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Naive Responses to Kind Delegation

  • Gerald Eisenkopf

    ()

    (Department of Economics, University of Konstanz, Germany)

  • Urs Fischbacher

    ()

    (Department of Economics, University of Konstanz, Germany)

People do not like to delegate the distribution of favors. To explain this reluctance we disentangle reward motives in an experiment, in which an investor can directly transfer money to a trustee or delegate this decision to another investor. Varying the transfer values of investor and delegate, we find that the trustee’s rewards follow a rather simple pattern. In all situations, both investors are rewarded, but the person who ultimately decides gets a higher reward. Unlike studies on the punishment of delegated unkind decisions our results do not reveal sophisticated reward behavior that takes the responsibility of people into account.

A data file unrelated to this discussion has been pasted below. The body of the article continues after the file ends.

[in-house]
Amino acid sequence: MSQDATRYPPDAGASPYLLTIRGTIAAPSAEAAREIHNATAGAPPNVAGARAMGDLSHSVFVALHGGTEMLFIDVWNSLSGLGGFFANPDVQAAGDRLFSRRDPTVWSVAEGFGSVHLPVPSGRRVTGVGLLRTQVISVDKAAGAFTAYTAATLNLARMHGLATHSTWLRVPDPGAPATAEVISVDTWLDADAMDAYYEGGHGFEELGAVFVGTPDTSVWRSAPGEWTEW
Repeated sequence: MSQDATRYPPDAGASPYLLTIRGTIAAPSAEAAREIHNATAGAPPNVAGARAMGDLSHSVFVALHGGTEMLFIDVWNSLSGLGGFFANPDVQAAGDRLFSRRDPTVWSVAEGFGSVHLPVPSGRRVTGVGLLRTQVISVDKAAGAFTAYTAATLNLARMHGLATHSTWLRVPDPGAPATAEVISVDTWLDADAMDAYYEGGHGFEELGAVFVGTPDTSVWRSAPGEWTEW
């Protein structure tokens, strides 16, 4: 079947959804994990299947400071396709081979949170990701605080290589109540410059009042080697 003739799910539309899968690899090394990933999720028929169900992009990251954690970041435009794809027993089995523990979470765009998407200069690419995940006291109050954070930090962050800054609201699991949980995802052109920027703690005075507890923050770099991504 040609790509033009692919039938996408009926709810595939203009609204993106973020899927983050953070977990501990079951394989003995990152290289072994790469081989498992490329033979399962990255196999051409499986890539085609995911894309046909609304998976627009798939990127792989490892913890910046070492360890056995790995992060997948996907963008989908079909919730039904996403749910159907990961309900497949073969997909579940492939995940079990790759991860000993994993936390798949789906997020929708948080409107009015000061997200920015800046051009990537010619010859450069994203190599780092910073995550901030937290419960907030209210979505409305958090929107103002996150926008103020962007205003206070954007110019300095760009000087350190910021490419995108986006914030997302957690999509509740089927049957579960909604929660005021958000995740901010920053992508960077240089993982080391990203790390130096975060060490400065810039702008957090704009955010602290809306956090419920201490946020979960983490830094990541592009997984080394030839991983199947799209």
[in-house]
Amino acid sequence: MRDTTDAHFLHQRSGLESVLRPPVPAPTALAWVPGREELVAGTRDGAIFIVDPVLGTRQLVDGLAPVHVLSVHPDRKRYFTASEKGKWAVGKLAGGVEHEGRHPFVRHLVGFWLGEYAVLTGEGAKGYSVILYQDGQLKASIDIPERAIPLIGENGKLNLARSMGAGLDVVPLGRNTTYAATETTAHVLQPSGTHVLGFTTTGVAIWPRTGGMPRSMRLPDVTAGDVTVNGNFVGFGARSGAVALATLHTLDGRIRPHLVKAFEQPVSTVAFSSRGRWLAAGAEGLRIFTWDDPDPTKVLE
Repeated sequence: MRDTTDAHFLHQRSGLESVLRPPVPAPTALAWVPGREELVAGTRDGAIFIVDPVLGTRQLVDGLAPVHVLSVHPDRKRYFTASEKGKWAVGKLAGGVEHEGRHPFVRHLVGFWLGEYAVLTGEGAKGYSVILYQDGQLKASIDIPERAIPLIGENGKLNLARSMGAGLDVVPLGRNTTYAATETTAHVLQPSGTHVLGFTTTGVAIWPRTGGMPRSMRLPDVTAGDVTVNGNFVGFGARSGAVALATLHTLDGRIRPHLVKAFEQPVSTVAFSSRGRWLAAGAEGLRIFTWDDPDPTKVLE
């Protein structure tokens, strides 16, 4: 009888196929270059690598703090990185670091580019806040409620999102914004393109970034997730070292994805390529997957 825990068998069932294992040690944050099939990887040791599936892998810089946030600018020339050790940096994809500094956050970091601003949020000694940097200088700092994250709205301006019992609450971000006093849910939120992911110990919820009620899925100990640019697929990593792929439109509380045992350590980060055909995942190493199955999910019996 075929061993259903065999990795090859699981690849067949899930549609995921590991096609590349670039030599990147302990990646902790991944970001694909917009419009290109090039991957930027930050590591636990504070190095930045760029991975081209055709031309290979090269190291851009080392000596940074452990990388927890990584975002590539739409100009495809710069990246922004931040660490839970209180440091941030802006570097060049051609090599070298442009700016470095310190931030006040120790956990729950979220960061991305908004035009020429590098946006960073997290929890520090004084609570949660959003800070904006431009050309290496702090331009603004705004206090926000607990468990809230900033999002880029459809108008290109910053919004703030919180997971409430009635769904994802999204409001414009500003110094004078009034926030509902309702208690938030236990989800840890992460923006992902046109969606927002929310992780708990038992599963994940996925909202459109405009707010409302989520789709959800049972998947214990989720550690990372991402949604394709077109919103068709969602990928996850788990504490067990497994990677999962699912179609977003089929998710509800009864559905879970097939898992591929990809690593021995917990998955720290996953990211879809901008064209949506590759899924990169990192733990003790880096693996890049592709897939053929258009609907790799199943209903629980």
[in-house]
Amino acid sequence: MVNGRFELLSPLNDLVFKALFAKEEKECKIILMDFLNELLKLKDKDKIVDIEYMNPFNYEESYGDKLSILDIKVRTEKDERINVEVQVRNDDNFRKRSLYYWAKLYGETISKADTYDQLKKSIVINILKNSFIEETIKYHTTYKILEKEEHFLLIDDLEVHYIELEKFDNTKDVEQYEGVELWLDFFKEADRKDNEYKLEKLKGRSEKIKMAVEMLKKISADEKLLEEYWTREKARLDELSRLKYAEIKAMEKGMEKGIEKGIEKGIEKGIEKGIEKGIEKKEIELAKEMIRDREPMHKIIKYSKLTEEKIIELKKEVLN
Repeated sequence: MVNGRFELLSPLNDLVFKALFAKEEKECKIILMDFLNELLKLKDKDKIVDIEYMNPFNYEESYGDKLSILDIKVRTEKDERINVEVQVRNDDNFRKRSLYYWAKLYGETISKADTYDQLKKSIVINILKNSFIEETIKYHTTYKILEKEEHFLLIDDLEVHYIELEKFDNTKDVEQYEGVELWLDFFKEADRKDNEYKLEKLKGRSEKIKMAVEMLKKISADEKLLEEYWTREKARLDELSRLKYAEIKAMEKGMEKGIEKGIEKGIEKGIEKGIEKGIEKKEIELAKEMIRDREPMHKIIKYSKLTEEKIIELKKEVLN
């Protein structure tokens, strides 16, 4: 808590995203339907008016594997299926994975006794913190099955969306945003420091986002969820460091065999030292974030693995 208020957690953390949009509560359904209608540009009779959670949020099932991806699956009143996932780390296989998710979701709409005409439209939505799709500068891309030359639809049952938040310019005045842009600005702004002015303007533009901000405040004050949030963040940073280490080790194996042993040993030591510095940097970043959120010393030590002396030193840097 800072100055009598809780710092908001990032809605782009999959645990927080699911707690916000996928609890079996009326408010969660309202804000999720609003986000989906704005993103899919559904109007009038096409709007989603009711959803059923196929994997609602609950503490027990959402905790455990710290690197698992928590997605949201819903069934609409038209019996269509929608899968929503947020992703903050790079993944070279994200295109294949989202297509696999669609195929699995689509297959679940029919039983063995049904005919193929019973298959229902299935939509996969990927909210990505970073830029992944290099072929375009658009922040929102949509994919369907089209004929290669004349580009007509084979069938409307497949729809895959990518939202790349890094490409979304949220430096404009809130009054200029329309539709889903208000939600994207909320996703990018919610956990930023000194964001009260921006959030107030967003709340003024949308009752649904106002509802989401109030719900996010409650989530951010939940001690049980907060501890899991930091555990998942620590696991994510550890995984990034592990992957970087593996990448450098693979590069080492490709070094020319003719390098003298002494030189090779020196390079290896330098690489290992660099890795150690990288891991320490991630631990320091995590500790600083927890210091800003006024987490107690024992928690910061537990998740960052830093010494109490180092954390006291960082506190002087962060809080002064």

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Paper provided by Department of Economics, University of Konstanz in its series Working Paper Series of the Department of Economics, University of Konstanz with number 2012-19.

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Length: 25 pages
Date of creation: 02 Aug 2012
Date of revision:
Handle: RePEc:knz:dpteco:1219
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  5. Charness, Gary & Levine, David I., 2003. "The Road to Hell: An Experimental Study of Intentions," University of California at Santa Barbara, Economics Working Paper Series qt4xs9d0nz, Department of Economics, UC Santa Barbara.
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  16. David K. Levine, 1998. "Modeling Altruism and Spitefulness in Experiment," Review of Economic Dynamics, Elsevier for the Society for Economic Dynamics, vol. 1(3), pages 593-622, July.
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  21. Lucas C. Coffman, 2011. "Intermediation Reduces Punishment (and Reward)," American Economic Journal: Microeconomics, American Economic Association, vol. 3(4), pages 77-106, November.
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